Catholic Parish Map Confession

We just put up much-improved maps of the Catholic parishes of Ireland, the usual all-singing, all-dancing, zoomable, click-through, will do your laundry on request, with a nice auto-complete search. Have a gander.

Nice though they are, that’s not what this post is about. I want to confess where the maps came from.

The clicky, zoomy part comes from the National Library of Ireland’s parish maps, available for free as part of the government’s open data policy. Ta very much.

But where did NLI get the maps?

They got them from me. When planning to digitise the parish register microfilms, they asked to use the maps published in Tracing your Irish Ancestors and (at that time) on the Irish Times site. I said yes and provided advice and they picked up on some of the mistakes in the maps for me to correct. Win-win.

But where did I get the maps?

Shuffles. Looks at shoes. Back in 1991, when I was putting together the first edition of the book, I thought a killer selling point would be Catholic parish maps. Nothing like them existed, at least not for the entire island, and I knew from bitter experience that trying to work out the position of adjoining Catholic parishes one-by-one by using the underlying civil parishes was frustrating and headwrecking and not always possible.

But the only nineteenth-century source for the geography of Catholic parishes was and is Samuel Lewis’ Topographical Dictionary of Ireland (1837). Lewis was resolutely Anglican and his coverage of Catholic parishes could be a tad grudging, with offhand comments along the lines of “the [civil] parish is divided between the two RC parishes of Ballythis and Ballythat”. And sometimes he just ignored the bloody papists altogether.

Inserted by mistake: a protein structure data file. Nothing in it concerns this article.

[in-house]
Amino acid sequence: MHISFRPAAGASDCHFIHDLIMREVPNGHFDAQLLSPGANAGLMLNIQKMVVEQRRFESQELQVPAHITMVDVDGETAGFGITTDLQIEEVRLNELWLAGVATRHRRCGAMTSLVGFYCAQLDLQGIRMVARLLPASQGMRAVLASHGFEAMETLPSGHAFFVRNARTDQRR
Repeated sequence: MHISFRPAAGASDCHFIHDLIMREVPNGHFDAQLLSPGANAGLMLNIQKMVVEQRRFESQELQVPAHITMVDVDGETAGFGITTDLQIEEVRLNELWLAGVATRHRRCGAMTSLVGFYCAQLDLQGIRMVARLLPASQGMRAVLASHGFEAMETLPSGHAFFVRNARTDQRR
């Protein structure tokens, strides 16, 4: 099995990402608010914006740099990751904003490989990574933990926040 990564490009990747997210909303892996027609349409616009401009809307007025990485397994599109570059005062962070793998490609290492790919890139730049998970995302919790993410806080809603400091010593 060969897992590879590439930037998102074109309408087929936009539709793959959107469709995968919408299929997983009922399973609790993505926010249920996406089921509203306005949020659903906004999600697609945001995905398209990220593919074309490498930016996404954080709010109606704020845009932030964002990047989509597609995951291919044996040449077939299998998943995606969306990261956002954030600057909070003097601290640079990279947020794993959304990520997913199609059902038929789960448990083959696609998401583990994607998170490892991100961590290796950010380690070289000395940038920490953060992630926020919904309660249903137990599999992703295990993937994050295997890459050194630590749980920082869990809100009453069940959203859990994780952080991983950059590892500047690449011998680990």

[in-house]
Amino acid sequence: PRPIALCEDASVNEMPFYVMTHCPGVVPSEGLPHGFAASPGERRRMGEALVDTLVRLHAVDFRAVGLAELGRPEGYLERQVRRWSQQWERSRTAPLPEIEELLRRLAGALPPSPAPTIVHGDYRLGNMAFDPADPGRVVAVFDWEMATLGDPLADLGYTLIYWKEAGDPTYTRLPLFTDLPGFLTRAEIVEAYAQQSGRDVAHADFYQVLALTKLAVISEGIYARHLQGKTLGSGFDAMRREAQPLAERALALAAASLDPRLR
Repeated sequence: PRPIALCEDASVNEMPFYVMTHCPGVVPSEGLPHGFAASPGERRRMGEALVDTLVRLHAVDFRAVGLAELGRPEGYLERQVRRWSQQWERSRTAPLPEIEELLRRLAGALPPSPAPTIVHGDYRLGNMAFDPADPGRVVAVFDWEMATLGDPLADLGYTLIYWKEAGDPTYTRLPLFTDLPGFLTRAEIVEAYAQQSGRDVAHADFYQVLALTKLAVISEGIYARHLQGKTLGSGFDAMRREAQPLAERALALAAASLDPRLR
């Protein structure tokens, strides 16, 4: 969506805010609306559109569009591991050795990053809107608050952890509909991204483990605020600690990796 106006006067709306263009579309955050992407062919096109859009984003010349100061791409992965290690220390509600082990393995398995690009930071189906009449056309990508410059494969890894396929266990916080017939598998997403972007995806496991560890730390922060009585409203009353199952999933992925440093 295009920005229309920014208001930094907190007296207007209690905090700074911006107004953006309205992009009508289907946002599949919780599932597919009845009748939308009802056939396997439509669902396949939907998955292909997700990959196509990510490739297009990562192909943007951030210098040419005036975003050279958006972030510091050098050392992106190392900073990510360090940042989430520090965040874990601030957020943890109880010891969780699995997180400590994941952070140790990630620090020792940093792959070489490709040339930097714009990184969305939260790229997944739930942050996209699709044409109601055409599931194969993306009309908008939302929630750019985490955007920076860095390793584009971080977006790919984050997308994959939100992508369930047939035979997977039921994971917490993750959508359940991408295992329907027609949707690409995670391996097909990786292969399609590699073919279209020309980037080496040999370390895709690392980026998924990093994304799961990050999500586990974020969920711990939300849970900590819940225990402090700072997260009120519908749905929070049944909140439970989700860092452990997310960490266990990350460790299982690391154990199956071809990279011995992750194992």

To be fair, for most papist Catholic parishes Lewis does give clear enough direction, making it possible to use existing civil parish boundaries to trace the Catholic outlines. But for around thirty per cent or so, there is no clear direction.

What to do? Once you start to draw the things, it becomes clear from the gaps where some parishes must be. But for those incorporating parts of multiple civil parishes, it’s just not possible to say with any accuracy where inside those civil parishes the Catholic border should go.

After wrestling with my conscience and winning, I simply took my pencil and drew lines where they looked most probable. As a salve to my sulking conscience, the original published maps came with loud disclaimers, saying they were not geographically precise and were there only to show the positions of parishes in relation to each other. Somehow the disclaimers fell off the back of the lorry transporting the maps to NLI.

KIlbride Catholic parish in Roscommon. Showing why I didn’t want to overlay RC on townland maps

Hence my enduring reluctance to overlay the RC maps on the townland maps.

But I’ve just done it anyway.  If you want to get a sense to just how geographically arbitrary some of the boundaries can be, have a look at a new feature, in beta, that takes RC and civil parish maps and allows you to swipe between them and zoom in on the underlying townlands. Here’s Tipperary for example, civil to the left, Catholic to the right. I promise, the more you zoom in, the more your hair will stand on end.

The swiping maps are tucked away discreetly in the individual civil parish pages, in the “Maps, surnames, adjoining parishes” section.

For the record:

WARNING!

NOT GEOGRAPHICALLY PRECISE!

SHOULD ONLY BE USED UNDER THE SUPERVISION OF A QUALIFIED SCEPTIC!

18 thoughts on “Catholic Parish Map Confession”

  1. I love the new maps, I used to get very confused toggling between records with mis-spelt townlands, the old RC parish maps, and precise mapping web sites like townland.ie, so it’s so much easier now. One question: where do we find alternative parish names now?